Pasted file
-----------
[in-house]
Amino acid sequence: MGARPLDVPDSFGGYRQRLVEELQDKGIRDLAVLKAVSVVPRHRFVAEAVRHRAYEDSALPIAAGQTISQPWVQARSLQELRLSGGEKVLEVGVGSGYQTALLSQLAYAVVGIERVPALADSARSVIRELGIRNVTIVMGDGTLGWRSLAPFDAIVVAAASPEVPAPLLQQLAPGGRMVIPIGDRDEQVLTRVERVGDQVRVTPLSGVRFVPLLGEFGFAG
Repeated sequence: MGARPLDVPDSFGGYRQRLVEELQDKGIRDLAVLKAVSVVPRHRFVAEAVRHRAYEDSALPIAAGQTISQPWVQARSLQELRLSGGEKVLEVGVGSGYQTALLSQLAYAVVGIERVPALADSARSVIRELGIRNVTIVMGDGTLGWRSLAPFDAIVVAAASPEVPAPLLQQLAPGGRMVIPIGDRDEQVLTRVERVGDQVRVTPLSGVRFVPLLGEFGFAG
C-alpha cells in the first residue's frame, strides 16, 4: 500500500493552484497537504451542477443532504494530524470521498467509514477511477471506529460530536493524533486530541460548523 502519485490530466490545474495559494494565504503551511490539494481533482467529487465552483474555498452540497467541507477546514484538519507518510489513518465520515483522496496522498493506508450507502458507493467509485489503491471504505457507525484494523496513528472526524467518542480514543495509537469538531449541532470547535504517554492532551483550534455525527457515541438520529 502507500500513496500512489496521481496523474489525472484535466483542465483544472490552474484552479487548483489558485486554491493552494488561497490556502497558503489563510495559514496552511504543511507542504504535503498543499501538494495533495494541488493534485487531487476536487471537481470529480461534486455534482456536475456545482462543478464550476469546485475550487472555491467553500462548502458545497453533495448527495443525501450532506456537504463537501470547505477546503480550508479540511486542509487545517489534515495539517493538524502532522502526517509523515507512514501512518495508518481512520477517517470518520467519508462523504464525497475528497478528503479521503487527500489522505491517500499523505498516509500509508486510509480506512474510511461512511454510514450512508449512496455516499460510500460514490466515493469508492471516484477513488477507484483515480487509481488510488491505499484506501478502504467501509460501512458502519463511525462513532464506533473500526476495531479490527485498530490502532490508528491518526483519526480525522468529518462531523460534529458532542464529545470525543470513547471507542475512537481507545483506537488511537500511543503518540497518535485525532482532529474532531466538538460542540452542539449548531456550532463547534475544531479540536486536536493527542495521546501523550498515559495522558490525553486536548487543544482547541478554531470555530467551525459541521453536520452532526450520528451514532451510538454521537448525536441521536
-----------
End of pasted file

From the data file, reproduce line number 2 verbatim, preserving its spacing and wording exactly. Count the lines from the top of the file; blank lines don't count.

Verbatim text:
Amino acid sequence: MGARPLDVPDSFGGYRQRLVEELQDKGIRDLAVLKAVSVVPRHRFVAEAVRHRAYEDSALPIAAGQTISQPWVQARSLQELRLSGGEKVLEVGVGSGYQTALLSQLAYAVVGIERVPALADSARSVIRELGIRNVTIVMGDGTLGWRSLAPFDAIVVAAASPEVPAPLLQQLAPGGRMVIPIGDRDEQVLTRVERVGDQVRVTPLSGVRFVPLLGEFGFAG